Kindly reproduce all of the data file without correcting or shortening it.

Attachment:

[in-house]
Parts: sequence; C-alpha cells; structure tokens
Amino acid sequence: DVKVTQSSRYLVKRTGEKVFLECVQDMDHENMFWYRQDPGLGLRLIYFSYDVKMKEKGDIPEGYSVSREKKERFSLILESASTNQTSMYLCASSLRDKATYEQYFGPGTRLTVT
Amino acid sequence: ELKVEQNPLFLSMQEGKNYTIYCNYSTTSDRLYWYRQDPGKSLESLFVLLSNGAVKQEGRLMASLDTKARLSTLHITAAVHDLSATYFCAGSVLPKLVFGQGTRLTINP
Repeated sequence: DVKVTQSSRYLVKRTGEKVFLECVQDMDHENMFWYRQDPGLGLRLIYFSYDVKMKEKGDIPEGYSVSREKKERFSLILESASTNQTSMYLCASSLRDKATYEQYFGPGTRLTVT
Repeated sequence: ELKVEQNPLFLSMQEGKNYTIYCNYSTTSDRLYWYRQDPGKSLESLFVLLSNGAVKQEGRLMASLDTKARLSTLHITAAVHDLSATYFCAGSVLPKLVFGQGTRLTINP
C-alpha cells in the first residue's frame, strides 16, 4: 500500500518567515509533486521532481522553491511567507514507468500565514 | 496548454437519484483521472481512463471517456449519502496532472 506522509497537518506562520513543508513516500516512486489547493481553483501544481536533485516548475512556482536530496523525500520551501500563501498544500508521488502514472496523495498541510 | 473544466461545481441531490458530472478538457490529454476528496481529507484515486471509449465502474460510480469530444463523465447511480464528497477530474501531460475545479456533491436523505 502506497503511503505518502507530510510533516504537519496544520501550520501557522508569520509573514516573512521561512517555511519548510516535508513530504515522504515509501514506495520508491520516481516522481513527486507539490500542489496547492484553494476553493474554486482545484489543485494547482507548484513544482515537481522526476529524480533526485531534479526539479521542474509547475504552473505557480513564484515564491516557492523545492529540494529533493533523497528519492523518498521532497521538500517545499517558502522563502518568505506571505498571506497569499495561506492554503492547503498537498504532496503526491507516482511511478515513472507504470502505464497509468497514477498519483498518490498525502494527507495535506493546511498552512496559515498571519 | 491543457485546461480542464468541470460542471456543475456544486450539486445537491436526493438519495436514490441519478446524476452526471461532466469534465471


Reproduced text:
[in-house]
Parts: sequence; C-alpha cells; structure tokens
Amino acid sequence: DVKVTQSSRYLVKRTGEKVFLECVQDMDHENMFWYRQDPGLGLRLIYFSYDVKMKEKGDIPEGYSVSREKKERFSLILESASTNQTSMYLCASSLRDKATYEQYFGPGTRLTVT
Amino acid sequence: ELKVEQNPLFLSMQEGKNYTIYCNYSTTSDRLYWYRQDPGKSLESLFVLLSNGAVKQEGRLMASLDTKARLSTLHITAAVHDLSATYFCAGSVLPKLVFGQGTRLTINP
Repeated sequence: DVKVTQSSRYLVKRTGEKVFLECVQDMDHENMFWYRQDPGLGLRLIYFSYDVKMKEKGDIPEGYSVSREKKERFSLILESASTNQTSMYLCASSLRDKATYEQYFGPGTRLTVT
Repeated sequence: ELKVEQNPLFLSMQEGKNYTIYCNYSTTSDRLYWYRQDPGKSLESLFVLLSNGAVKQEGRLMASLDTKARLSTLHITAAVHDLSATYFCAGSVLPKLVFGQGTRLTINP
C-alpha cells in the first residue's frame, strides 16, 4: 500500500518567515509533486521532481522553491511567507514507468500565514 | 496548454437519484483521472481512463471517456449519502496532472 506522509497537518506562520513543508513516500516512486489547493481553483501544481536533485516548475512556482536530496523525500520551501500563501498544500508521488502514472496523495498541510 | 473544466461545481441531490458530472478538457490529454476528496481529507484515486471509449465502474460510480469530444463523465447511480464528497477530474501531460475545479456533491436523505 502506497503511503505518502507530510510533516504537519496544520501550520501557522508569520509573514516573512521561512517555511519548510516535508513530504515522504515509501514506495520508491520516481516522481513527486507539490500542489496547492484553494476553493474554486482545484489543485494547482507548484513544482515537481522526476529524480533526485531534479526539479521542474509547475504552473505557480513564484515564491516557492523545492529540494529533493533523497528519492523518498521532497521538500517545499517558502522563502518568505506571505498571506497569499495561506492554503492547503498537498504532496503526491507516482511511478515513472507504470502505464497509468497514477498519483498518490498525502494527507495535506493546511498552512496559515498571519 | 491543457485546461480542464468541470460542471456543475456544486450539486445537491436526493438519495436514490441519478446524476452526471461532466469534465471